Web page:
Basel regulations, specifically Basel II, establish principles and guidelines for banks to calculate their minimum capital requirements for credit, market, and operational risk. Operational risk represents the risk of financial loss resulting from inadequate or failed internal processes, people, and systems or from external events. Depending on the level of sophistication of individual banks, Basel II permits three methods for calculating operational risk capital charges: basic indicator approach, standardized approach, and advanced measurement approach (AMA). The AMA is the most sophisticated and risk sensitive of the three and allows banks to use their own method for assessing their exposure to operational risk provided they meet certain requirements set by Basel. A bank's AMA would be obliged to make use of certain data elements, primarily taking into account internal loss, business environment, and internal control factors to create a reliable estimate of the operational risk capital charge. Banks should also have systems for regular validation and verification and should ensure successful development, implementation, and maintenance of the AMA framework. This course presents a high-level view of the advanced measurement approach and Basel regulations for its successful deployment in banks. It recognizes types of AMAs and characteristics of AMA data elements. It then explains validation and verification as part of operational risk management framework and identifies key components of operational loss event valuation.
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Produced by: SkillSoft
The Basel Committee identifies operational risk as the key risk that banks face on account of inadequate or failed internal processes, people or systems, or external events. The Committee requires that banks...
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The Basel Committee identifies operational risk as the key risk that banks face on account of inadequate or failed internal processes, people or systems, or external events. The Committee requires that banks hold adequate capital to cover these potential losses. Banks use a number of methods and tools to identify, assess, quantify, and respond to potential operational risk events. These may include building and using a loss event database, identifying key risk indicators (KRIs), and using tools such as risk and control self-assessment (RCSA), scenarios, and scorecards. The analysis of historic losses also provides meaningful information for assessing the bank's exposure to operational risk and for developing a strategy for their mitigation and control. This course introduces identification, assessment, and quantification of operational risk in a bank or a financial institution including key decisions affecting the determination of internal loss database, the KRI framework, steps in the RCSA process, and operational risk quantification.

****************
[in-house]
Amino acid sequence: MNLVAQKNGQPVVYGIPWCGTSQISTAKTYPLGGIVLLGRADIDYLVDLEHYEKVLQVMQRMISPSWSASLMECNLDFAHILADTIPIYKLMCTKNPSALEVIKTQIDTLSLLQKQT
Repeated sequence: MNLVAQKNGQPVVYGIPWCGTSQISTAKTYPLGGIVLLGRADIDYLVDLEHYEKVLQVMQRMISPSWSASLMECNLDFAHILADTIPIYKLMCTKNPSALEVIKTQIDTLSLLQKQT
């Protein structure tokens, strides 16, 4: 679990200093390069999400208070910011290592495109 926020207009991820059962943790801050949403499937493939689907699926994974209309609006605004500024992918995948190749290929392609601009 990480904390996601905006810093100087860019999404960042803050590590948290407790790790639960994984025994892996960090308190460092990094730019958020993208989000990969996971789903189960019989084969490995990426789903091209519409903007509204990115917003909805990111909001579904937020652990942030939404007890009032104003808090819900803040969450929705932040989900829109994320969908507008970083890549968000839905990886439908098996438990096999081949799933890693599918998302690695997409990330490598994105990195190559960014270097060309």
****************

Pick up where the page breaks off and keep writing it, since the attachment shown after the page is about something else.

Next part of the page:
The Basel Committee identifies operational risk as the key risk that banks face on account of inadequate or failed internal processes, people or systems, or external events. The Committee requires that banks hold adequate capital to cover these potential losses. Banks use a number of methods and tools to identify, assess, quantify, and respond to potential operational risk events. These may include building and using a loss event database, identifying key risk indicators (KRIs), and using tools such as risk and control self-assessment (RCSA), scenarios, and scorecards. The analysis of historic losses also provides meaningful information for assessing the bank's exposure to operational risk and for developing a strategy for their mitigation and control. This course introduces identification, assessment, and quantification of operational risk in a bank or a financial institution including key decisions affecting the determination of internal loss database, the KRI framework, steps in the RCSA process, and operational risk quantification.